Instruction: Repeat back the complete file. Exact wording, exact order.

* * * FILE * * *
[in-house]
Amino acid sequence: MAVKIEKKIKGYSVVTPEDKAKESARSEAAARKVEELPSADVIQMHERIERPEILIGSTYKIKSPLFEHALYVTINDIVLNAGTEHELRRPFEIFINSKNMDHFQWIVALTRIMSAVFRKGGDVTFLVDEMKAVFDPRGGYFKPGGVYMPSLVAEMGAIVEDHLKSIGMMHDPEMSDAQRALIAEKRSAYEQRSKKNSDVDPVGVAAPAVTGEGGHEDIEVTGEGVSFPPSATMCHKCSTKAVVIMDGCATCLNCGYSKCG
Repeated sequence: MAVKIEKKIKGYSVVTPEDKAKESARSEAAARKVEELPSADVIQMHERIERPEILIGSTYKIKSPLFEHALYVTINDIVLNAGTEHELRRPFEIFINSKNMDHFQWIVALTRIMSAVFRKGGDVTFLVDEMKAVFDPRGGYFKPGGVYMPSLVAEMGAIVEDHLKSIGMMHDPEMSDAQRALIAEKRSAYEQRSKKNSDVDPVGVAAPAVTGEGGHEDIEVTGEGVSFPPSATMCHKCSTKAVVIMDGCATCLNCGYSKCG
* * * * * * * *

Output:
[in-house]
Amino acid sequence: MAVKIEKKIKGYSVVTPEDKAKESARSEAAARKVEELPSADVIQMHERIERPEILIGSTYKIKSPLFEHALYVTINDIVLNAGTEHELRRPFEIFINSKNMDHFQWIVALTRIMSAVFRKGGDVTFLVDEMKAVFDPRGGYFKPGGVYMPSLVAEMGAIVEDHLKSIGMMHDPEMSDAQRALIAEKRSAYEQRSKKNSDVDPVGVAAPAVTGEGGHEDIEVTGEGVSFPPSATMCHKCSTKAVVIMDGCATCLNCGYSKCG
Repeated sequence: MAVKIEKKIKGYSVVTPEDKAKESARSEAAARKVEELPSADVIQMHERIERPEILIGSTYKIKSPLFEHALYVTINDIVLNAGTEHELRRPFEIFINSKNMDHFQWIVALTRIMSAVFRKGGDVTFLVDEMKAVFDPRGGYFKPGGVYMPSLVAEMGAIVEDHLKSIGMMHDPEMSDAQRALIAEKRSAYEQRSKKNSDVDPVGVAAPAVTGEGGHEDIEVTGEGVSFPPSATMCHKCSTKAVVIMDGCATCLNCGYSKCG